Disparities in health also encompass opportunity loss for minorities within the U.S. With the majority of minority children students living and attending schools in low socioeconomic areas, often times their educational needs are not met. These children not only have severely reduced chances of attending college, but have even lowered chances of being eventually even interested in medical institutions and healthcare work. According to Grumbach and Mendosa, “The single biggest impediment to greater diversity in the health professions is the failure of primary education in the United States (2008).” The reason for this drastic impediment can be linked bac...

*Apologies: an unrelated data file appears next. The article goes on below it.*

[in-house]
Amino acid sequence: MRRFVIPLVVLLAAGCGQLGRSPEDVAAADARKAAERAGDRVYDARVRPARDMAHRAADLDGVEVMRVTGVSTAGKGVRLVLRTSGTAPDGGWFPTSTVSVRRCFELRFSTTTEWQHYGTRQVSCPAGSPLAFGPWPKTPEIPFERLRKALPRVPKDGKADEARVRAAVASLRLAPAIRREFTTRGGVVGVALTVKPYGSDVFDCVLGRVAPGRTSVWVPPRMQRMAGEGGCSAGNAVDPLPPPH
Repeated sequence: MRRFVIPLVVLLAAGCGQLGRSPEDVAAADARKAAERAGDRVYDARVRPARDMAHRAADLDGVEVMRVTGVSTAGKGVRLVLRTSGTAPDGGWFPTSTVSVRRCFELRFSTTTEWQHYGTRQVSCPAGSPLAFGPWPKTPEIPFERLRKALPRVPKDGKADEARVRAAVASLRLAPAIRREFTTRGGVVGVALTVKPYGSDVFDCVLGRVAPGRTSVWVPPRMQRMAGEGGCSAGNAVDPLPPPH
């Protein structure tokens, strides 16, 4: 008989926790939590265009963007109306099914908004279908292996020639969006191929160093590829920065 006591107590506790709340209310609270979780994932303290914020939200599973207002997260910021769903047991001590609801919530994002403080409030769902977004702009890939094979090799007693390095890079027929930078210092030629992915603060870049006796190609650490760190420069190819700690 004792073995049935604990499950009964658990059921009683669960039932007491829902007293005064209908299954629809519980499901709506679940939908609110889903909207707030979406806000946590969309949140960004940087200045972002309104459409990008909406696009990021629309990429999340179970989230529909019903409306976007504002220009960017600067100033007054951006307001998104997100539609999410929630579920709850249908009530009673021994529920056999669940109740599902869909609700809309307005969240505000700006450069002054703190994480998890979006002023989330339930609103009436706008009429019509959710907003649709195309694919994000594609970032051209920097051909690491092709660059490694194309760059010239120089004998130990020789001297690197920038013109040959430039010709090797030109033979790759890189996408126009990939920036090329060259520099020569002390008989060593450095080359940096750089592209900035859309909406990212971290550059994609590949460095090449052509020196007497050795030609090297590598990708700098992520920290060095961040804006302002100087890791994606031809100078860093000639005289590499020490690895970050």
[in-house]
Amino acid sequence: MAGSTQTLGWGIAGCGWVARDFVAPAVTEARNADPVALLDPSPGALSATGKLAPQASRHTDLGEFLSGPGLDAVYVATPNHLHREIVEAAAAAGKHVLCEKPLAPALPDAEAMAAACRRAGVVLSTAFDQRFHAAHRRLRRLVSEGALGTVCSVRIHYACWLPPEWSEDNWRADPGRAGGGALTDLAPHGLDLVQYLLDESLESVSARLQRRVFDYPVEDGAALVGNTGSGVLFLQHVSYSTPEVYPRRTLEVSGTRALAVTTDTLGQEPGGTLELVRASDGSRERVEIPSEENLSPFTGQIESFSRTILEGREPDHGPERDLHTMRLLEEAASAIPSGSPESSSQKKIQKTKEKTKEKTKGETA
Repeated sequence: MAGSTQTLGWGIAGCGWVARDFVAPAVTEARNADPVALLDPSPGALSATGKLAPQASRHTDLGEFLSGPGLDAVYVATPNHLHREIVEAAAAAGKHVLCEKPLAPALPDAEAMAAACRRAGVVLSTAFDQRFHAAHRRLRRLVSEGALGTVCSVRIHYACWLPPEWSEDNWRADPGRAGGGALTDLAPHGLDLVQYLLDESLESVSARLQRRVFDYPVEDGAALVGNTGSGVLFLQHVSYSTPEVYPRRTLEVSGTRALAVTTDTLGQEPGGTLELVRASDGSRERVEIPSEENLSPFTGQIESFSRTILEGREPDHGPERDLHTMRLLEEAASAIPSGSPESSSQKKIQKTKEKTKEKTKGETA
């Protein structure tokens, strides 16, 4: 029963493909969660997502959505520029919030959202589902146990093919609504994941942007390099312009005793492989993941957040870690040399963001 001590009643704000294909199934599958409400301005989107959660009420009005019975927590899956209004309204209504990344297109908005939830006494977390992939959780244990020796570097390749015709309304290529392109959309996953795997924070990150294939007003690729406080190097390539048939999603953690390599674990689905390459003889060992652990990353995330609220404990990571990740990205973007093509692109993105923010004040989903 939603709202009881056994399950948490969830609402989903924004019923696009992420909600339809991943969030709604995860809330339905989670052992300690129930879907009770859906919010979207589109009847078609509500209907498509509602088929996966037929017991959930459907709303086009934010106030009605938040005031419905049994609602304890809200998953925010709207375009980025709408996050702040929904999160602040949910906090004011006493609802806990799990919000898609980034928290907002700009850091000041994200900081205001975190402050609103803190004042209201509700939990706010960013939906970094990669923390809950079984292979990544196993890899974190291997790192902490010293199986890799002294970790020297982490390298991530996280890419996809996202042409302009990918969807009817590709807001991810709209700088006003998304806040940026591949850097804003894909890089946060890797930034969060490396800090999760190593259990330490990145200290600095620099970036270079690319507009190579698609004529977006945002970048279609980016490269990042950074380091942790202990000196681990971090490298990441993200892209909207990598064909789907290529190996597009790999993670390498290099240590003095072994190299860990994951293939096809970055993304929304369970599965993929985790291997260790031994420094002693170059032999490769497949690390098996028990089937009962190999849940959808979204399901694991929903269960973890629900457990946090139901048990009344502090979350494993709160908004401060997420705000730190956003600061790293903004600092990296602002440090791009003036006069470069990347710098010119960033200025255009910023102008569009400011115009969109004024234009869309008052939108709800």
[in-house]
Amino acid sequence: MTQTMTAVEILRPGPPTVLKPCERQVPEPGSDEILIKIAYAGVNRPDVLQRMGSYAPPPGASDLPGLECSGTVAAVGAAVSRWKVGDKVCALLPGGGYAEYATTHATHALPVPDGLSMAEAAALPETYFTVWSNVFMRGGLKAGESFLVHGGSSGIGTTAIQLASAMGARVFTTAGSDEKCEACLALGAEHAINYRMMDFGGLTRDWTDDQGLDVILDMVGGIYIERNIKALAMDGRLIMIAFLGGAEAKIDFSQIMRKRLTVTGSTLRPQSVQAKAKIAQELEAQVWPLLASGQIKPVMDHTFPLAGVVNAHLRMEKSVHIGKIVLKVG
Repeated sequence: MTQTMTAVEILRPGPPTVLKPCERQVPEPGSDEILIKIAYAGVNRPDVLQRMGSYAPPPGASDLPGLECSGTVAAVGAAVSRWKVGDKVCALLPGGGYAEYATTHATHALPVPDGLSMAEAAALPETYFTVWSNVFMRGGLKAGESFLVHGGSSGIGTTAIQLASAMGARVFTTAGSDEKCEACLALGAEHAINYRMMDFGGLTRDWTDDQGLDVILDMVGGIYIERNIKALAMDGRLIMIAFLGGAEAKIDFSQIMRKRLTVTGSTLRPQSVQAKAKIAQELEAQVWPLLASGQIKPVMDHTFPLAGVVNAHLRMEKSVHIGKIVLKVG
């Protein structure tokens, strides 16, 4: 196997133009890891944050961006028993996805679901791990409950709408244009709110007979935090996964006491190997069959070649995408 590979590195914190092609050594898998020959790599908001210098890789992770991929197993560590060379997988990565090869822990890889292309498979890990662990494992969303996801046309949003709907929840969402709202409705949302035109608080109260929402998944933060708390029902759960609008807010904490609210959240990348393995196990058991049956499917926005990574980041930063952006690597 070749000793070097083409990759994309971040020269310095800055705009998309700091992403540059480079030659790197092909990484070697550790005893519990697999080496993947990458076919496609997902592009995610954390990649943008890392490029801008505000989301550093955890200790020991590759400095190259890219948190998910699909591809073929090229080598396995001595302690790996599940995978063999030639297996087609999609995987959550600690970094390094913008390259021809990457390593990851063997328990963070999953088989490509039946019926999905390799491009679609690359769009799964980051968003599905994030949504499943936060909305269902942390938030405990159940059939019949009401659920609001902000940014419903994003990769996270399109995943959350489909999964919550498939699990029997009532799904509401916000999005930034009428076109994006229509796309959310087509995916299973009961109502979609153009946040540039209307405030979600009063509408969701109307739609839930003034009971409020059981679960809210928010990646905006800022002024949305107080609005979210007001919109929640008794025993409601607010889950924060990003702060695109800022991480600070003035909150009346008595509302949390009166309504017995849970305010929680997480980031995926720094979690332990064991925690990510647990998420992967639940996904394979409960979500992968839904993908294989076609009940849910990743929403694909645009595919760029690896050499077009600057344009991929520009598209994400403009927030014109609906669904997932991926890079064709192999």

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...does not include decreased standards for admittance, or turning away people of majority because diversification is needed, but encompasses deeper and stronger changes for the good of the healthcare system and it’s patients. When efforts of diversification start early in the “pipeline” of education and carry through to diversifying enrollments at universities, all students are granted an equal and opportune “playing field” for which they may use to possibly flourish and reach a future health profession. With a more diverse work force, the elimination of health disparities and the ability to deliver high-quality care to all racial and ethnics groups seems well within reach. The world and its people never stop changing, so either should the people within health professions that provide medical treatment assistance to the rest of the diverse U.S. population, every day.
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